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The DPCP questions Lametti's explanations | The Jacques Delisle affair

Natasha Kumar By Natasha Kumar Mar18,2024

David Lametti ordered a new trial for Jacques Delisle in 2021, even though the report of his committee of experts did not report any judicial error. The DPCP is still wondering today about the reasons which motivated this decision going against the conclusions of this document.

The DPCP questions Lametti's explanations | The Jacques Delisle affair

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In 2021, David Lametti, then the Minister of Justice, ordered a new trial in the case of the ex-judge Jacques Delisle. (Archive photo)

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Now that Jacques Delisle has admitted to having caused the death of his wife, the Director of Criminal and Penal Prosecutions (DPCP) told Enquêtethat he expects the former minister of Justice David Lametti publicly justifies his decision to order a new trial for the former judge in 2021.

Radio-Canada met the big boss of the DPCP, Me Patrick Michel, on Friday at his office on Boulevard Laurier, in Quebec. The day before, Jacques Delisle had pleaded guilty to involuntary manslaughter at the Quebec courthouse, ending a 15-year legal saga.

Although the legal aspect is closed, Mr. Michel has agreed to address the incomprehension that persists surrounding David Lametti's decision to order a new trial in this case.

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Me Patrick Michel, Director of Criminal and Penal Prosecutions

We do not understand what could have convinced the minister to date, says Mr. Michel, who is concerned about the impact of this decision on public confidence in the justice system.

The Jacques Delisle affair

Consult the complete file

The Jacques Delisle affair

Consult the complete file


A decision like that […] not only discredits the administration of justice, but it also discredits the process of reviewing unjustified convictions, he deplores.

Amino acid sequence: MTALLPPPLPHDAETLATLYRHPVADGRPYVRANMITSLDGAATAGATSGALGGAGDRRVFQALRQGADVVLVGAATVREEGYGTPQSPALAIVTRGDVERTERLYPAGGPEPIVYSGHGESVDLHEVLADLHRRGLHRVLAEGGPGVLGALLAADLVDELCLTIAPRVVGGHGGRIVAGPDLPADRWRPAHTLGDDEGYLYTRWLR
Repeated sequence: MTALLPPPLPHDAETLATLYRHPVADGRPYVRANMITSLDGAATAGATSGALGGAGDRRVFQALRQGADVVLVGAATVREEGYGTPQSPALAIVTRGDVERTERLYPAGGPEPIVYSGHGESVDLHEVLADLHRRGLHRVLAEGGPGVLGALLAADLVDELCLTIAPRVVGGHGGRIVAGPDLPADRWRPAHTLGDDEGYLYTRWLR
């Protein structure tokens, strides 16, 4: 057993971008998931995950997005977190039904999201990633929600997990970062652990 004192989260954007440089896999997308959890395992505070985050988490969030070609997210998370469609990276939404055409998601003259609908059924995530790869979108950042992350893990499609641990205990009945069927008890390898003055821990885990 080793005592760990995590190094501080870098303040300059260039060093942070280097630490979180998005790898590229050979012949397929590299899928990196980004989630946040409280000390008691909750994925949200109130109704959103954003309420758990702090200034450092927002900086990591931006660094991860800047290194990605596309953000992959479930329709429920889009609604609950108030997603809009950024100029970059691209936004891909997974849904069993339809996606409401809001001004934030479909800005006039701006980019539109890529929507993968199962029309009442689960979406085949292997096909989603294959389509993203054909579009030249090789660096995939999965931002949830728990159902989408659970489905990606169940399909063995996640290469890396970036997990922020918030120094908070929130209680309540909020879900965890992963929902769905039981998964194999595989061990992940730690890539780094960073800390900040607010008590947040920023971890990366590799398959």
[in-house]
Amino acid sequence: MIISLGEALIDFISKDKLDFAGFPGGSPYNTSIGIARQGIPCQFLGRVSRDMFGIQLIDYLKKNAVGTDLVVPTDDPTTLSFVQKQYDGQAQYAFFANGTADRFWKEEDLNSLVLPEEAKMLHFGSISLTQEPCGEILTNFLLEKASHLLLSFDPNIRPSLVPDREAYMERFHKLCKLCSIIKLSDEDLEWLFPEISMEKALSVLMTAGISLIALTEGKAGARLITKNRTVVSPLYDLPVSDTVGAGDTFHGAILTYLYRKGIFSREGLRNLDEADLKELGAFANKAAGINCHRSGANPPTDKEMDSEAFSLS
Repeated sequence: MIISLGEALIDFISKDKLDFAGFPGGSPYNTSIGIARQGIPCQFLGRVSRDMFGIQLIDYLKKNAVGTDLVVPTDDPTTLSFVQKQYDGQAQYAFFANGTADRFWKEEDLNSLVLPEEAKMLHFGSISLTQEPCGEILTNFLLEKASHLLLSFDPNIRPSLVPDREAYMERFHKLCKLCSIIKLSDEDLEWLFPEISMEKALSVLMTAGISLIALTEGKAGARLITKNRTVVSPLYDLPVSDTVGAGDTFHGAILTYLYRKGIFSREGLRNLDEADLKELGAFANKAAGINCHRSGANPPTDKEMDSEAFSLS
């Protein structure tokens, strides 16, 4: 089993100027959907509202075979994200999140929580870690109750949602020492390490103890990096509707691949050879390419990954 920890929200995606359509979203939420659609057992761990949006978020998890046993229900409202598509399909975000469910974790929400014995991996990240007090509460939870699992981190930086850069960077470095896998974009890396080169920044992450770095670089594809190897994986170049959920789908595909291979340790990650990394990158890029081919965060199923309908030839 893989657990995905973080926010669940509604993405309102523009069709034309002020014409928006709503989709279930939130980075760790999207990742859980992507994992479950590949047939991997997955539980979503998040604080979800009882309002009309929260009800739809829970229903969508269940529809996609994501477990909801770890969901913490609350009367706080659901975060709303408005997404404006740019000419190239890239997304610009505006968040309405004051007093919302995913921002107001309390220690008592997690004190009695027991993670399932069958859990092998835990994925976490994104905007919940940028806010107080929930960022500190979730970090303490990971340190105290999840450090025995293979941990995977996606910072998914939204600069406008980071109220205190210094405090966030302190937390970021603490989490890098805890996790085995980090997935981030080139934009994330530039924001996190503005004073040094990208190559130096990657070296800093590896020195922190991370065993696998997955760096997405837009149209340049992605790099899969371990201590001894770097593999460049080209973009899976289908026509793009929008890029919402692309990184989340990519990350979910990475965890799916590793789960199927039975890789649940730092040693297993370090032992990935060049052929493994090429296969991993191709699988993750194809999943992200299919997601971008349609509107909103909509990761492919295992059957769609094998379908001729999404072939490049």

In his April 2021 press release, David Lametti announced that he had ordered a new trial for Jacques Delisle, maintaining that a judicial error had probably occurred.

He specifies that his decision stems from the discovery of new information which was not before the courts at the time of the trial.

Eight years after being sentenced to a life prison sentence for the murder of his wife, Jacques Delisle was therefore released in 2021 while awaiting his second trial.

Me Patrick Michel considers that Minister Lametti's statement is based on no element which supported the thesis of a judicial error.

We are not far from 10 out of 10 in terms of incomprehension. When reading the report, we did not see what was not already available during the first trial to justify the minister's decision.

A quote from Me Patrick Michel, director of criminal and penal prosecutions


Survey asked Me Patrick Michel: If you had a question to ask David Lametti in relation to this file, what would it be?

Is -was there an intervention in the decision-making process […] that could have influenced his decision? he replies.

It may well be a decision by the minister, a discretionary decision, but this discretion cannot be exercised arbitrarily! he insists.

He mentions that the DPCP office sent two missives to the Criminal Conviction Review Group of Canada (CCRG) to try to understand what could explain the minister's decision.

The decision to order a new trial restores the presumption of innocence. So, it restores our burden of proving guilt beyond a reasonable doubt in the context of a new trial, explains Mr. Michel.

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Last Thursday, former judge Jacques Delisle admitted his guilt to a charge of manslaughter, at the palace of justice of Quebec.